‘Alternatives are becoming mainstream’

The trend is being driven by the new generations that have a different mindset and investors and operators are adapting to the changing landscape.

‘In 2030 we will not be talking about alternative sectors anymore, because they will be standard and mainstream, and renting will be the new normal,’ Samuel Vetrak, CEO, Bonard, told Real Asset Media’s European Alternative Investment Outlook 2020, which took place in Amsterdam recently.

The trend is being driven by the new generations that have a different mindset and investors and operators are adapting to the changing landscape.

Dirk Bakker, Head of EMEA Hotels, Colliers International, Asli Kutlucan, Chief Development Officer, Cycas Hospitality BV, Ron van Bloois, Partner, HEVO, Samuel Vetrak, CEO, BONARD and Crispijn Stulp, Country Head the Netherlands, AXA Investment Management discuss the opportunities for investment in Hotels, Student Housing, Healthcare and similar sectors.
Filmed at the Alternatives Investment Briefing, Amsterdam, November 2019 by Real Asset Media.

‘The young don’t want to own anything,’ said Asli Kutlucan, Chief Development Officer, Cycas Hospitality. ‘They will be in student accommodation to begin with, then move to micro or co-living or extended stay places as they progress in their careers. They will rent apartments and will end their lives in senior housing. That’s the lifecycle of the next generation’.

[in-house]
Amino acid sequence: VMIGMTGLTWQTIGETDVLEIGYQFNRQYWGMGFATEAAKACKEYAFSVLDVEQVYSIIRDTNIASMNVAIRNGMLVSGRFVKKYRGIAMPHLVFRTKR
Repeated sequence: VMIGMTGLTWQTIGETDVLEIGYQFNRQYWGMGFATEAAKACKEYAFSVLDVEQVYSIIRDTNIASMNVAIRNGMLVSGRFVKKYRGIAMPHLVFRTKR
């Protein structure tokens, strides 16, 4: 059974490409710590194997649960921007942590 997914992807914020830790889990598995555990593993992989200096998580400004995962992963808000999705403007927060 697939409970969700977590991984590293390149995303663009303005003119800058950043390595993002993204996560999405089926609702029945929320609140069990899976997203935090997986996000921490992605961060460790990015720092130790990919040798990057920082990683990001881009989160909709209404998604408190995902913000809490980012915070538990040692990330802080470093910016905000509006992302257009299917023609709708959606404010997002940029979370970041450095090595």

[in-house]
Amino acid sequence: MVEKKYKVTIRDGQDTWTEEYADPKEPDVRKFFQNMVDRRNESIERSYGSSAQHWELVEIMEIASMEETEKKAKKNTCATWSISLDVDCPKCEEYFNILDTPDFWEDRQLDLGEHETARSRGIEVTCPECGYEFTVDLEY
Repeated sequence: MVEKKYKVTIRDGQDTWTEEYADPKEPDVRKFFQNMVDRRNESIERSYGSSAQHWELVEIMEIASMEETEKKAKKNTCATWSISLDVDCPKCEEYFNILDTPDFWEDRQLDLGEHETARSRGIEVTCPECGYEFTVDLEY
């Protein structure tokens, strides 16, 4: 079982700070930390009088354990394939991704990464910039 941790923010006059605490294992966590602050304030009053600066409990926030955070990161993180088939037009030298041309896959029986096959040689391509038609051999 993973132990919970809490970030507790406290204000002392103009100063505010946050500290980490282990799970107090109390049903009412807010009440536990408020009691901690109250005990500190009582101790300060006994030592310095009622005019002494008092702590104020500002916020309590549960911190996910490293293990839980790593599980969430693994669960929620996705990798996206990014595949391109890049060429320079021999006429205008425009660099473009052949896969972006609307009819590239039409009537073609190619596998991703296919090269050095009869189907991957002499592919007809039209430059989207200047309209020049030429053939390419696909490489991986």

No wonder investors are piling into all the new forms of residential. Operators are already blurring the boundaries between student housing, co-living, micro-living and hospitality and it is a trend that is just beginning. 

‘We like merging a few concepts together under the same roof and becoming a hub,’ said Kutlucan. ‘We can provide different services to different people that go well together, for example have a lifestyle hotel for young professionals alongside student housing for mature students.’

Student housing has been on the most notable upward trajectory and has attracted institutional investors because it is liquid, transparent and counter-cyclical. There are now over 700 companies active in the sector and there will be consolidation ahead.

‘Finding capital is not a problem now, what is difficult is finding the right partner and the right assets in good locations,’ Vetrak said. There are investors with billions of euros looking at the Italian market, for example, but the problem is lack of opportunities.

‘It is a recession-proof asset class and that is why so many institutional investors are transferring capital from office and retail into student housing,’ he said. Most European Universities are aggressively marketing abroad, so the number of international students is set to grow even faster.

The PBSA market in the UK and Continental Europe is set to double to €6 bln.

Developers and investors are increasing their involvement but operators are in short supply. ‘A problem with student housing is the lack of operators,’ Vetrak said. ‘If there were more independent ones the sector would progress even faster’.

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